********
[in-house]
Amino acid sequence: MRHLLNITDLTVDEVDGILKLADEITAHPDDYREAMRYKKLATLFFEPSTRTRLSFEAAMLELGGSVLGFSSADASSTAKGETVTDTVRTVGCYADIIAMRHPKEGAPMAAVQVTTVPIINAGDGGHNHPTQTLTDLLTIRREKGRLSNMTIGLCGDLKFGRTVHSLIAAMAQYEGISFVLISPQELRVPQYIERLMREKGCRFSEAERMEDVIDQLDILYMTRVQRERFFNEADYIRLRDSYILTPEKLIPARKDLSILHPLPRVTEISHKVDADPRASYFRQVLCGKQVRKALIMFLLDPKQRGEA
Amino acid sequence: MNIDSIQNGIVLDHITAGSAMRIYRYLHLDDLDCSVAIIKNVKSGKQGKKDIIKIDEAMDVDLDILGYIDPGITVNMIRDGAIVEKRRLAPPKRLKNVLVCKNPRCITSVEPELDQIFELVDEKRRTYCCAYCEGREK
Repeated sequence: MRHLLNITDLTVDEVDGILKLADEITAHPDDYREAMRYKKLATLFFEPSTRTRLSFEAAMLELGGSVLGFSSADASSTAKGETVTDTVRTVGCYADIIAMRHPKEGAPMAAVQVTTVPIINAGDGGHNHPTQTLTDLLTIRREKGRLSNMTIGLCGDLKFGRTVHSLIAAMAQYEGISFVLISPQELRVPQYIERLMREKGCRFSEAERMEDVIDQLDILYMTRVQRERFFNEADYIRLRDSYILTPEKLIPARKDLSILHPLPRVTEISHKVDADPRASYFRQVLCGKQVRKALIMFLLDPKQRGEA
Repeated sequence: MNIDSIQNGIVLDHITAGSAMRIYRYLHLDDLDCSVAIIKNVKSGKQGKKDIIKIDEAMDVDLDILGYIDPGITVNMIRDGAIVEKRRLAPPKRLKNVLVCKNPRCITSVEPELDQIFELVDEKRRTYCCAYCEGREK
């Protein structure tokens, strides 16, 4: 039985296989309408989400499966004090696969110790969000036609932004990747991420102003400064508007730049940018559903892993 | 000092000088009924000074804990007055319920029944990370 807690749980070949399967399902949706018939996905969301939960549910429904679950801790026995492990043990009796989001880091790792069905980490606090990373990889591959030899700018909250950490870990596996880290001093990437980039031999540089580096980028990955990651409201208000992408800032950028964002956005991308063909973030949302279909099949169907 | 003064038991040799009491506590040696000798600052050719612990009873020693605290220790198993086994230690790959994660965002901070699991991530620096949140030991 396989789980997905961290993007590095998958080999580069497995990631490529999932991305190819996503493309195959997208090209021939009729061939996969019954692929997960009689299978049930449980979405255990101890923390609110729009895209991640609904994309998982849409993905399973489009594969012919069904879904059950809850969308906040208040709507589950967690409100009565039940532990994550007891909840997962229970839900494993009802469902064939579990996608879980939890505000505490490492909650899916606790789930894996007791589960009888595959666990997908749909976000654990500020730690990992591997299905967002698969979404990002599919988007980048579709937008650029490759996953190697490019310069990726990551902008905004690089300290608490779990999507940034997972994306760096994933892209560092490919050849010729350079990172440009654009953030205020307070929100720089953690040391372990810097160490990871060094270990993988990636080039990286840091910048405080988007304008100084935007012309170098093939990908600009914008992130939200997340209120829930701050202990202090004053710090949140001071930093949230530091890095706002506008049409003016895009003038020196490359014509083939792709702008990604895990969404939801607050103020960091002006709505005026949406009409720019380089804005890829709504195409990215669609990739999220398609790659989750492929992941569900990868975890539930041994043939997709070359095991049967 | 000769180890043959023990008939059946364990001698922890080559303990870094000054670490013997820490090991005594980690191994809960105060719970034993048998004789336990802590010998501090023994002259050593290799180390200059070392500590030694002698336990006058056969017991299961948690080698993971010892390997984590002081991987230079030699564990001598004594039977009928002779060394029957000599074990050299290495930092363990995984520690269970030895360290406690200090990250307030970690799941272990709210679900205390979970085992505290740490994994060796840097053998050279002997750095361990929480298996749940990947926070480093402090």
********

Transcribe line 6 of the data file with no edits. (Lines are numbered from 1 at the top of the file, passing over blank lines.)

């Protein structure tokens, strides 16, 4: 039985296989309408989400499966004090696969110790969000036609932004990747991420102003400064508007730049940018559903892993 | 000092000088009924000074804990007055319920029944990370 807690749980070949399967399902949706018939996905969301939960549910429904679950801790026995492990043990009796989001880091790792069905980490606090990373990889591959030899700018909250950490870990596996880290001093990437980039031999540089580096980028990955990651409201208000992408800032950028964002956005991308063909973030949302279909099949169907 | 003064038991040799009491506590040696000798600052050719612990009873020693605290220790198993086994230690790959994660965002901070699991991530620096949140030991 396989789980997905961290993007590095998958080999580069497995990631490529999932991305190819996503493309195959997208090209021939009729061939996969019954692929997960009689299978049930449980979405255990101890923390609110729009895209991640609904994309998982849409993905399973489009594969012919069904879904059950809850969308906040208040709507589950967690409100009565039940532990994550007891909840997962229970839900494993009802469902064939579990996608879980939890505000505490490492909650899916606790789930894996007791589960009888595959666990997908749909976000654990500020730690990992591997299905967002698969979404990002599919988007980048579709937008650029490759996953190697490019310069990726990551902008905004690089300290608490779990999507940034997972994306760096994933892209560092490919050849010729350079990172440009654009953030205020307070929100720089953690040391372990810097160490990871060094270990993988990636080039990286840091910048405080988007304008100084935007012309170098093939990908600009914008992130939200997340209120829930701050202990202090004053710090949140001071930093949230530091890095706002506008049409003016895009003038020196490359014509083939792709702008990604895990969404939801607050103020960091002006709505005026949406009409720019380089804005890829709504195409990215669609990739999220398609790659989750492929992941569900990868975890539930041994043939997709070359095991049967 | 000769180890043959023990008939059946364990001698922890080559303990870094000054670490013997820490090991005594980690191994809960105060719970034993048998004789336990802590010998501090023994002259050593290799180390200059070392500590030694002698336990006058056969017991299961948690080698993971010892390997984590002081991987230079030699564990001598004594039977009928002779060394029957000599074990050299290495930092363990995984520690269970030895360290406690200090990250307030970690799941272990709210679900205390979970085992505290740490994994060796840097053998050279002997750095361990929480298996749940990947926070480093402090």